War, but Peace

Updated: Aug 29


Be anxious for nothing, but in everything by prayer and supplication with thanksgiving let your requests be made known to God. Philippians 4:6

 

War is looming. As a retired veteran, with multiple deployments to Iraq and Afghanistan, I understand the thoughts, emotions, care, and fear associated with the unexpected. No one likes conflict — especially the type whereby lives are lost. Each time I boarded a plane, I never knew if I'd return home. The danger is imminent but expected. War is never easy for anyone. I still remember the sounds of rockets as they whipped through the air, causing earthshaking movement that would cause your insides to compress with pain as they exploded nearby — while the smell of smoke, the grit of dust and debris cascaded your surroundings. The daily alarms, accountability drills, endless hours in the bunkers put you at a constant state of fear - service member perspective. 


The nights of unrest, uncertainty, doubt, and anxiety builds with the days of no calls, no skype, no facetime, no text or emails, just silence. The breaking news, social media condolences, strange car in the driveway and knocks on the doors. The days and months of missed games, concerts, pageants, first walk, first talks, graduations, birthdays and deaths don't stop. "When is daddy or mommy coming home?" "How long have they been gone?" "What are they doing over there?" "How can you deal with this?" All of these are questions and concerns that most can't and won't answer with surety - family perspective. 


Unfortunately, we are at this crossroads again. Many families are being separated as our Armed Forces once again answer the call of duty. The news of a loved one leaving with no answer of return is never easy to accept. There is a gamut of feelings and emotions that take over our minds and bodies that, if not careful, can be detrimental to our very health. How do we maintain our sanity? How do we keep our peace when all hell has broken loose around us? The Apostle Paul gives us clear instructions in Philippians 4:6-9 (NASB):

 

"6 Be anxious for nothing, but in everything by prayer and supplication with thanksgiving let your requests be made known to God. 7 And the peace of God, which surpasses all comprehension, will guard your hearts and your minds in Christ Jesus. 8 Finally, brethren, whatever is true, whatever is honorable, whatever is right, whatever is pure, whatever is lovely, whatever is of good repute, if there is any excellence and if anything worthy of praise, dwell on these things. 9 The things you have learned and received and heard and seen in me, practice these things, and the God of peace will be with you."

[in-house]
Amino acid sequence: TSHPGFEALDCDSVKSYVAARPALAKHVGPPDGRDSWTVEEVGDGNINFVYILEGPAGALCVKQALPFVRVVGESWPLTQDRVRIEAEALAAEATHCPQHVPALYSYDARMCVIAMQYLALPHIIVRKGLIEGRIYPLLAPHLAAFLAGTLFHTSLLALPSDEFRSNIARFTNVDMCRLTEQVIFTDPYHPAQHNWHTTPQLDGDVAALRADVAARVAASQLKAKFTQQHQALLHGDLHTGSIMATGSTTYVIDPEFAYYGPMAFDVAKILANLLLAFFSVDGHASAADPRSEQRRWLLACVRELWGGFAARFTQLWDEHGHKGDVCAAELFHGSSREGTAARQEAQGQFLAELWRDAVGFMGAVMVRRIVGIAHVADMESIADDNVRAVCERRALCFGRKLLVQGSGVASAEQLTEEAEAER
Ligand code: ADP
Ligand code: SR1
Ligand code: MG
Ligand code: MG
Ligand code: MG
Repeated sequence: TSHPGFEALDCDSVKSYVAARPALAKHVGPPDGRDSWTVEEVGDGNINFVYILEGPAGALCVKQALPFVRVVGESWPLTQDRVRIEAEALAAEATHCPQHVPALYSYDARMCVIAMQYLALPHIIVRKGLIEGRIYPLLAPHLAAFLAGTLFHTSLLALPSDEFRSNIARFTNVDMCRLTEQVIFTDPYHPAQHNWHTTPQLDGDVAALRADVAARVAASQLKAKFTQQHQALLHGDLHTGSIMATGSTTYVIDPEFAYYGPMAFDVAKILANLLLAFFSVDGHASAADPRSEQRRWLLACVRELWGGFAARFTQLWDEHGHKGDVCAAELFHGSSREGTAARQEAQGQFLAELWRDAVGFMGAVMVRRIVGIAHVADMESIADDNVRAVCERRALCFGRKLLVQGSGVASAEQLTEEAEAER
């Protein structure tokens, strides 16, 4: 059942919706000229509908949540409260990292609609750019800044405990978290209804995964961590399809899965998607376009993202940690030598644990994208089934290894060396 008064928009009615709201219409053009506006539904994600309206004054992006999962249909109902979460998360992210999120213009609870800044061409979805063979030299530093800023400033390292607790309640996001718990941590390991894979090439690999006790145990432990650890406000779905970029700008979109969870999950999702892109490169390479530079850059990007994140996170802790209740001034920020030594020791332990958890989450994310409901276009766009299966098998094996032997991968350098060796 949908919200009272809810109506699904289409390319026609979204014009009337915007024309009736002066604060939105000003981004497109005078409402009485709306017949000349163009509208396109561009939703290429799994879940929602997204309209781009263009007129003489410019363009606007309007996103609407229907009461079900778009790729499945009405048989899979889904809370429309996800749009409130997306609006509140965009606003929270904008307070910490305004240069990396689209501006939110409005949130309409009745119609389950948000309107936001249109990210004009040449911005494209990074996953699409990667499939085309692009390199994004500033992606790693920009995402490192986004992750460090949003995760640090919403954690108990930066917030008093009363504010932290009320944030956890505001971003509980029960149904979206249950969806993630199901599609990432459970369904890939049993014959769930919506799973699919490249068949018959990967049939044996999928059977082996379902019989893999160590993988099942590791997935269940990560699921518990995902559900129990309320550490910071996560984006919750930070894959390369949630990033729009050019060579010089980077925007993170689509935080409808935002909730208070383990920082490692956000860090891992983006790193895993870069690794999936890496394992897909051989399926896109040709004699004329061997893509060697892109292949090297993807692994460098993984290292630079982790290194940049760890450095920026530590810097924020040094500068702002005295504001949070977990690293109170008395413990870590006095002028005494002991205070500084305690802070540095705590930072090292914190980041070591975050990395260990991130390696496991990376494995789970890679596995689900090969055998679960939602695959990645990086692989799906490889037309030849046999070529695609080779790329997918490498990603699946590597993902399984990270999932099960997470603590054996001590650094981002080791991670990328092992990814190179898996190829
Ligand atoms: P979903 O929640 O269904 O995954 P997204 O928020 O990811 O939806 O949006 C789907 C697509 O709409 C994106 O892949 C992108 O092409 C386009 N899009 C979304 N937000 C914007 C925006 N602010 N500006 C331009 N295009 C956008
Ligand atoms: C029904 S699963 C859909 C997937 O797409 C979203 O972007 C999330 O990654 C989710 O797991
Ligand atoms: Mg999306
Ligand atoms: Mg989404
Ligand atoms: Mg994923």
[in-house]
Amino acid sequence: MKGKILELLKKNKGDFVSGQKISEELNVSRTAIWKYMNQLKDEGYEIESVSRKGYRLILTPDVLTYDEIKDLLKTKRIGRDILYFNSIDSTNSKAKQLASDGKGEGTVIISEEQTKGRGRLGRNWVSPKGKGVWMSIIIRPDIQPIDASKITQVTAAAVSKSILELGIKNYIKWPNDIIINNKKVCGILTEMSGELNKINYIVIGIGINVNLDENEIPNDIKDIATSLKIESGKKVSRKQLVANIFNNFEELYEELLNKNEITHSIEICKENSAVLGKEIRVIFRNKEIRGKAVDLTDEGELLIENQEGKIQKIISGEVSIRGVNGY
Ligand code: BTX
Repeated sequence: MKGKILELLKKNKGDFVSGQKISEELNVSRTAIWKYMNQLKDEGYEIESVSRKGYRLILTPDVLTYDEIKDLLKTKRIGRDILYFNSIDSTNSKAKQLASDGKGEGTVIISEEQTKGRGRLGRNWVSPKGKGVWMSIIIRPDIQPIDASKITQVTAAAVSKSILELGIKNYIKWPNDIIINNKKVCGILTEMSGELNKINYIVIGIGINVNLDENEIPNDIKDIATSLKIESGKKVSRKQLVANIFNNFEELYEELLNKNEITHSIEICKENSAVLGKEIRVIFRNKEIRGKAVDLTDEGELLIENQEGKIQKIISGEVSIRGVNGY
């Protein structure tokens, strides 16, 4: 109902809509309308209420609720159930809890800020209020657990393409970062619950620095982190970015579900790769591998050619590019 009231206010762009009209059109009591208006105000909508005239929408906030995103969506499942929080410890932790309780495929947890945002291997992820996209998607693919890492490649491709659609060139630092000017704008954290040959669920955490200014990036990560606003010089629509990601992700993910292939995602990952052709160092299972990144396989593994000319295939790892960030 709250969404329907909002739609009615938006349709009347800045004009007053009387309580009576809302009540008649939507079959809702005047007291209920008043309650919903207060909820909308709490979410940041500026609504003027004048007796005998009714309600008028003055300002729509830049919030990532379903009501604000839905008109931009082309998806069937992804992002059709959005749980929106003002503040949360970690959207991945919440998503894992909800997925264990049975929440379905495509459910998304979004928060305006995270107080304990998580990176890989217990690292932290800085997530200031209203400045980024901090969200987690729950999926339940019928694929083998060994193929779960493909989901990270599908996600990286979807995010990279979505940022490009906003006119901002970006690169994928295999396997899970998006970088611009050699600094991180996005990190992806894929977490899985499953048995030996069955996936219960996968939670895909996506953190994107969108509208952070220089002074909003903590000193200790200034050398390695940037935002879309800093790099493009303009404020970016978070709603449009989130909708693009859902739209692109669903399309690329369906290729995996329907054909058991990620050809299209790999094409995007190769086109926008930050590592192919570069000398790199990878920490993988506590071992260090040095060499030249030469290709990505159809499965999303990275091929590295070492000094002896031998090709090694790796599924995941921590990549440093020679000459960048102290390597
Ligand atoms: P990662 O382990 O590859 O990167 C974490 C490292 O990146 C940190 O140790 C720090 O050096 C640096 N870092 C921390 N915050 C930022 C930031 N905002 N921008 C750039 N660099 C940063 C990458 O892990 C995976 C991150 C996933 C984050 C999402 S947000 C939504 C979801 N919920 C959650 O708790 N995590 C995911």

Essentially, Paul is saying if you're going to worry, then don't pray, but if you're going to pray, then don't worry. Because when we relinquish our prayers and concerns to him, he can put our hearts and minds at ease. So much so that people will be amazed at how resilient you are in the midst of what seems to be a hopeless situation. Instead of worrying, we should be seeking the Lord in prayer! Prayer is the antidote to fear and uncertainty. When we pray, we are asking God to do what we are incapable of doing and being where we're not able to be. In his omnipotence (all-powerful) and omniscience (all-present) way, he's able to do both simultaneously. So we can rest and find solace in Him.


While resting in His presence, let us not be consumed with fear over what we have no control over. God is in control! Some may not believe that statement, but we as believers have to demonstrate this in how we react to the current situation. Paul gives us incredible insight as to how to respond. 


He says, "Finally, brethren, whatever is true, whatever is honorable, whatever is right, whatever is pure, whatever is lovely, whatever is of good repute, if there is any excellence and if anything worthy of praise, dwell on these things." He said to put our minds on positive things. To do this amid a war, sometimes we have to turn off the negative voice(s) (TV, internet, phone, what's going on back home) and turn on His joyful voice through the word. Psalms 119:165 (NASB) says, "Those who love Your law have great peace, And nothing causes them to stumble. When our minds are focused on God's word, he'll give us that peace that surpasses understanding whether we are afar at war or home with peace.

 

We have to trust Him!


Isaiah 26:3-4 (ESV) says, "You keep him in perfect peace whose mind is stayed on you, because he trusts in you. 4 Trust in the Lord forever, for the Lord God is an everlasting rock.


So instead of causing more chaos and confusion, panic and fear about what's going on in the Middle East, let us help others call and lean upon the only constant during any type of war both physical and spiritual - our rock and Redeemer, the Lord Jesus Christ, the everlasting Prince of Peace! 



Photo by Stijn Swinnen on Unsplash



Dr. Stephone A. Berry is an Associate Minister at Christian Faith Fellowship in Columbia, South Carolina. He graduated with a Master of Divinity in Ministry Studies and earned a Doctorate of Ministerial Leadership from Columbia International University.

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